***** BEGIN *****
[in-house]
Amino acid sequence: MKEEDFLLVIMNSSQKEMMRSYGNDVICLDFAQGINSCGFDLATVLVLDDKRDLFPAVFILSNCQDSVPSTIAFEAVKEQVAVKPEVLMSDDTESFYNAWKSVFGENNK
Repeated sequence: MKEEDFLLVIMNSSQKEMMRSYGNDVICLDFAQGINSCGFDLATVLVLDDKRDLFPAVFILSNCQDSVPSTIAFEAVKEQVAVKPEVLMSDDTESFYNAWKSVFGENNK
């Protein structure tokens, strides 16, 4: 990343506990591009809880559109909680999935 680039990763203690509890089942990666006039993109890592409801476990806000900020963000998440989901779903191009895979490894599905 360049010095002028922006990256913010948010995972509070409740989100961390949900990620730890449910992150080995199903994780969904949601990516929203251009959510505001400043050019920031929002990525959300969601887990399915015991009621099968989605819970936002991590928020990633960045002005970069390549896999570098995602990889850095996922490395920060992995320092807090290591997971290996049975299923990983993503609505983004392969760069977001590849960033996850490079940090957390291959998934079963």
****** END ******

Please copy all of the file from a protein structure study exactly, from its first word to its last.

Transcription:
[in-house]
Amino acid sequence: MKEEDFLLVIMNSSQKEMMRSYGNDVICLDFAQGINSCGFDLATVLVLDDKRDLFPAVFILSNCQDSVPSTIAFEAVKEQVAVKPEVLMSDDTESFYNAWKSVFGENNK
Repeated sequence: MKEEDFLLVIMNSSQKEMMRSYGNDVICLDFAQGINSCGFDLATVLVLDDKRDLFPAVFILSNCQDSVPSTIAFEAVKEQVAVKPEVLMSDDTESFYNAWKSVFGENNK
């Protein structure tokens, strides 16, 4: 990343506990591009809880559109909680999935 680039990763203690509890089942990666006039993109890592409801476990806000900020963000998440989901779903191009895979490894599905 360049010095002028922006990256913010948010995972509070409740989100961390949900990620730890449910992150080995199903994780969904949601990516929203251009959510505001400043050019920031929002990525959300969601887990399915015991009621099968989605819970936002991590928020990633960045002005970069390549896999570098995602990889850095996922490395920060992995320092807090290591997971290996049975299923990983993503609505983004392969760069977001590849960033996850490079940090957390291959998934079963």